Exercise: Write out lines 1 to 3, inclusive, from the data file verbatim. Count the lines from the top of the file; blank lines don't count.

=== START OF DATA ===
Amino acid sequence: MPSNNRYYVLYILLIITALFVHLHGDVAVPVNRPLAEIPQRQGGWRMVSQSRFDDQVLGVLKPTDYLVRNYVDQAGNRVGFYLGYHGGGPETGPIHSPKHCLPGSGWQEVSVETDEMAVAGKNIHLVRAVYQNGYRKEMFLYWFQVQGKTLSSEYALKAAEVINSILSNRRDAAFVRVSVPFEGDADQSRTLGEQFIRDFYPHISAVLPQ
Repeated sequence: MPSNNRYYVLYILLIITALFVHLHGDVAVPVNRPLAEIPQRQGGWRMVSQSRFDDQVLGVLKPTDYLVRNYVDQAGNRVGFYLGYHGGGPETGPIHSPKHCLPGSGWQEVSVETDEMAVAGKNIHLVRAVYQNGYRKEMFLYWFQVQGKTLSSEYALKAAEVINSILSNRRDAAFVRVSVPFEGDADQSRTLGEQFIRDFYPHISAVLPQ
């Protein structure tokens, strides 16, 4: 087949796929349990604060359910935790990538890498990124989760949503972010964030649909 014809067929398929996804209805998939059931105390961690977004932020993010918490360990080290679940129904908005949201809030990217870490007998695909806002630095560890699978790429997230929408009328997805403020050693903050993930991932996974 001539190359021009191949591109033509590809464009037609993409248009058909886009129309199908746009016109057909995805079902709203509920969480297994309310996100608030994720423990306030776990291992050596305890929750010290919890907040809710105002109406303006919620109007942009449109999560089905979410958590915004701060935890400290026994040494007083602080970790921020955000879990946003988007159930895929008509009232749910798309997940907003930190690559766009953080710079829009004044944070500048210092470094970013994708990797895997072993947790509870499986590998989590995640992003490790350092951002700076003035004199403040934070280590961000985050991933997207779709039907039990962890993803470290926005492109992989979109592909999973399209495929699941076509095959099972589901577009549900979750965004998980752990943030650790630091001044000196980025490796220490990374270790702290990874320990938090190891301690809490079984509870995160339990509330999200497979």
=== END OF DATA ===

Amino acid sequence: MPSNNRYYVLYILLIITALFVHLHGDVAVPVNRPLAEIPQRQGGWRMVSQSRFDDQVLGVLKPTDYLVRNYVDQAGNRVGFYLGYHGGGPETGPIHSPKHCLPGSGWQEVSVETDEMAVAGKNIHLVRAVYQNGYRKEMFLYWFQVQGKTLSSEYALKAAEVINSILSNRRDAAFVRVSVPFEGDADQSRTLGEQFIRDFYPHISAVLPQ
Repeated sequence: MPSNNRYYVLYILLIITALFVHLHGDVAVPVNRPLAEIPQRQGGWRMVSQSRFDDQVLGVLKPTDYLVRNYVDQAGNRVGFYLGYHGGGPETGPIHSPKHCLPGSGWQEVSVETDEMAVAGKNIHLVRAVYQNGYRKEMFLYWFQVQGKTLSSEYALKAAEVINSILSNRRDAAFVRVSVPFEGDADQSRTLGEQFIRDFYPHISAVLPQ
């Protein structure tokens, strides 16, 4: 087949796929349990604060359910935790990538890498990124989760949503972010964030649909 014809067929398929996804209805998939059931105390961690977004932020993010918490360990080290679940129904908005949201809030990217870490007998695909806002630095560890699978790429997230929408009328997805403020050693903050993930991932996974 001539190359021009191949591109033509590809464009037609993409248009058909886009129309199908746009016109057909995805079902709203509920969480297994309310996100608030994720423990306030776990291992050596305890929750010290919890907040809710105002109406303006919620109007942009449109999560089905979410958590915004701060935890400290026994040494007083602080970790921020955000879990946003988007159930895929008509009232749910798309997940907003930190690559766009953080710079829009004044944070500048210092470094970013994708990797895997072993947790509870499986590998989590995640992003490790350092951002700076003035004199403040934070280590961000985050991933997207779709039907039990962890993803470290926005492109992989979109592909999973399209495929699941076509095959099972589901577009549900979750965004998980752990943030650790630091001044000196980025490796220490990374270790702290990874320990938090190891301690809490079984509870995160339990509330999200497979």